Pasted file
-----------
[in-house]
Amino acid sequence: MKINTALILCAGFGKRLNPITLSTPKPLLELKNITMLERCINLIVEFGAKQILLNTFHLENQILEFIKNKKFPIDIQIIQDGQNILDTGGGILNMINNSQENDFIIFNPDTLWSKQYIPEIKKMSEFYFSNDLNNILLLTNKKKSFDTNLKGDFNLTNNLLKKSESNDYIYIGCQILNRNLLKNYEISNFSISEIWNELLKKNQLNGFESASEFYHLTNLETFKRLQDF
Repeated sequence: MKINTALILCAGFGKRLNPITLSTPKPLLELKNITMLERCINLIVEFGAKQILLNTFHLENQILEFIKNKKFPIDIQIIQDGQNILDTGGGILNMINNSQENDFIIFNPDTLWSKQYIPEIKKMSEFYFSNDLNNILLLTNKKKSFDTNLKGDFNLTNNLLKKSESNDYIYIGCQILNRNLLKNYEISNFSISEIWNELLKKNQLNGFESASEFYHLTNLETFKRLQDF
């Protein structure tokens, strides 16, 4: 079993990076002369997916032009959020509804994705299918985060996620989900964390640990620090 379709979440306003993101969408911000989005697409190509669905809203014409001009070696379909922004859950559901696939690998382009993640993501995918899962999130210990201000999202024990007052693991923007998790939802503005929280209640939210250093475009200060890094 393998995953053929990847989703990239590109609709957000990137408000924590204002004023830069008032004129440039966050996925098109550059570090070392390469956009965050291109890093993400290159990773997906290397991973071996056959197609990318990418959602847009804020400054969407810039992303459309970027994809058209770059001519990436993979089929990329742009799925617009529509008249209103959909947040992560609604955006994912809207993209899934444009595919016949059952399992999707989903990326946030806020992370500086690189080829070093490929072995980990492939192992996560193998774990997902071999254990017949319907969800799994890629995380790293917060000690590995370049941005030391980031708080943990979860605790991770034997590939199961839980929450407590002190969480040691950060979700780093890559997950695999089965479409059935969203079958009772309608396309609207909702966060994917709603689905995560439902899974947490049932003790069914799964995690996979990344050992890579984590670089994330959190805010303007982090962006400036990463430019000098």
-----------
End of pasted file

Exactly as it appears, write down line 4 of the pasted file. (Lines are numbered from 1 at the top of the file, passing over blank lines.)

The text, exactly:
């Protein structure tokens, strides 16, 4: 079993990076002369997916032009959020509804994705299918985060996620989900964390640990620090 379709979440306003993101969408911000989005697409190509669905809203014409001009070696379909922004859950559901696939690998382009993640993501995918899962999130210990201000999202024990007052693991923007998790939802503005929280209640939210250093475009200060890094 393998995953053929990847989703990239590109609709957000990137408000924590204002004023830069008032004129440039966050996925098109550059570090070392390469956009965050291109890093993400290159990773997906290397991973071996056959197609990318990418959602847009804020400054969407810039992303459309970027994809058209770059001519990436993979089929990329742009799925617009529509008249209103959909947040992560609604955006994912809207993209899934444009595919016949059952399992999707989903990326946030806020992370500086690189080829070093490929072995980990492939192992996560193998774990997902071999254990017949319907969800799994890629995380790293917060000690590995370049941005030391980031708080943990979860605790991770034997590939199961839980929450407590002190969480040691950060979700780093890559997950695999089965479409059935969203079958009772309608396309609207909702966060994917709603689905995560439902899974947490049932003790069914799964995690996979990344050992890579984590670089994330959190805010303007982090962006400036990463430019000098």